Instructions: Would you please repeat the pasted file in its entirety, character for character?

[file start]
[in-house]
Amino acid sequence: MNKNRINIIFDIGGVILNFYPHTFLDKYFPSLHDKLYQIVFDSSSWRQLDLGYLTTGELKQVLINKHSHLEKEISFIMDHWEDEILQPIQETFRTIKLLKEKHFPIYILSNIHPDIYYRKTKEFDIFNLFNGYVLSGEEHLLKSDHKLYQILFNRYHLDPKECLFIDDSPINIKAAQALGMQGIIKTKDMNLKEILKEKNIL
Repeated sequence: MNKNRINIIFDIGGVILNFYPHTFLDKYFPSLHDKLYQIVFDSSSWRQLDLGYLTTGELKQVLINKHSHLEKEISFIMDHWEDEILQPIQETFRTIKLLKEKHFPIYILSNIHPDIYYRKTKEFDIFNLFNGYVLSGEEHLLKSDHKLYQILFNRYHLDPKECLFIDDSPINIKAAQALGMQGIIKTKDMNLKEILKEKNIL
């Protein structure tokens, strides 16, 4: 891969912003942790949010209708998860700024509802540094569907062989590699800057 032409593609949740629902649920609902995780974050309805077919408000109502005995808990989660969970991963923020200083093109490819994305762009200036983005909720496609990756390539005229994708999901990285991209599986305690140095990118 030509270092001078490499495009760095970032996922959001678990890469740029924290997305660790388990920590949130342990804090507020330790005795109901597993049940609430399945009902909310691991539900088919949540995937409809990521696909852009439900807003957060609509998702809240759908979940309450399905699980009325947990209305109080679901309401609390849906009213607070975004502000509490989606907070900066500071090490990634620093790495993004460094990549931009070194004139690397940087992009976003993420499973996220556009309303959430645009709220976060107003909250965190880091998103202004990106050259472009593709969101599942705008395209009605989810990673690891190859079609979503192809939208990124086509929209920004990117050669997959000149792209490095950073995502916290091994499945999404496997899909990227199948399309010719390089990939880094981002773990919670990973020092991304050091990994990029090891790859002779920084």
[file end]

[in-house]
Amino acid sequence: MNKNRINIIFDIGGVILNFYPHTFLDKYFPSLHDKLYQIVFDSSSWRQLDLGYLTTGELKQVLINKHSHLEKEISFIMDHWEDEILQPIQETFRTIKLLKEKHFPIYILSNIHPDIYYRKTKEFDIFNLFNGYVLSGEEHLLKSDHKLYQILFNRYHLDPKECLFIDDSPINIKAAQALGMQGIIKTKDMNLKEILKEKNIL
Repeated sequence: MNKNRINIIFDIGGVILNFYPHTFLDKYFPSLHDKLYQIVFDSSSWRQLDLGYLTTGELKQVLINKHSHLEKEISFIMDHWEDEILQPIQETFRTIKLLKEKHFPIYILSNIHPDIYYRKTKEFDIFNLFNGYVLSGEEHLLKSDHKLYQILFNRYHLDPKECLFIDDSPINIKAAQALGMQGIIKTKDMNLKEILKEKNIL
């Protein structure tokens, strides 16, 4: 891969912003942790949010209708998860700024509802540094569907062989590699800057 032409593609949740629902649920609902995780974050309805077919408000109502005995808990989660969970991963923020200083093109490819994305762009200036983005909720496609990756390539005229994708999901990285991209599986305690140095990118 030509270092001078490499495009760095970032996922959001678990890469740029924290997305660790388990920590949130342990804090507020330790005795109901597993049940609430399945009902909310691991539900088919949540995937409809990521696909852009439900807003957060609509998702809240759908979940309450399905699980009325947990209305109080679901309401609390849906009213607070975004502000509490989606907070900066500071090490990634620093790495993004460094990549931009070194004139690397940087992009976003993420499973996220556009309303959430645009709220976060107003909250965190880091998103202004990106050259472009593709969101599942705008395209009605989810990673690891190859079609979503192809939208990124086509929209920004990117050669997959000149792209490095950073995502916290091994499945999404496997899909990227199948399309010719390089990939880094981002773990919670990973020092991304050091990994990029090891790859002779920084």